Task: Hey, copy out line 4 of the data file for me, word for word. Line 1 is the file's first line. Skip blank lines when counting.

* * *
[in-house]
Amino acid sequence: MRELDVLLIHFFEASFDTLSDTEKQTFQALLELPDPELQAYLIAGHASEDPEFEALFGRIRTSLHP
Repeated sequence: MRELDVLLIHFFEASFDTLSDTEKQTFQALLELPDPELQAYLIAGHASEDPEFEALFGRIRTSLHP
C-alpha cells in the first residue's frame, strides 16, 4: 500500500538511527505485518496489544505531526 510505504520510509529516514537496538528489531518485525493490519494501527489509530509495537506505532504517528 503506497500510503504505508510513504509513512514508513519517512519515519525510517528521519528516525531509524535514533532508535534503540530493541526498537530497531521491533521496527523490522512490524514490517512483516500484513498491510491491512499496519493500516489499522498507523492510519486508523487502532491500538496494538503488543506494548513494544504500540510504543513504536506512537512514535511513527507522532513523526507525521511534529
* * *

C-alpha cells in the first residue's frame, strides 16, 4: 500500500538511527505485518496489544505531526 510505504520510509529516514537496538528489531518485525493490519494501527489509530509495537506505532504517528 503506497500510503504505508510513504509513512514508513519517512519515519525510517528521519528516525531509524535514533532508535534503540530493541526498537530497531521491533521496527523490522512490524514490517512483516500484513498491510491491512499496519493500516489499522498507523492510519486508523487502532491500538496494538503488543506494548513494544504500540510504543513504536506512537512514535511513527507522532513523526507525521511534529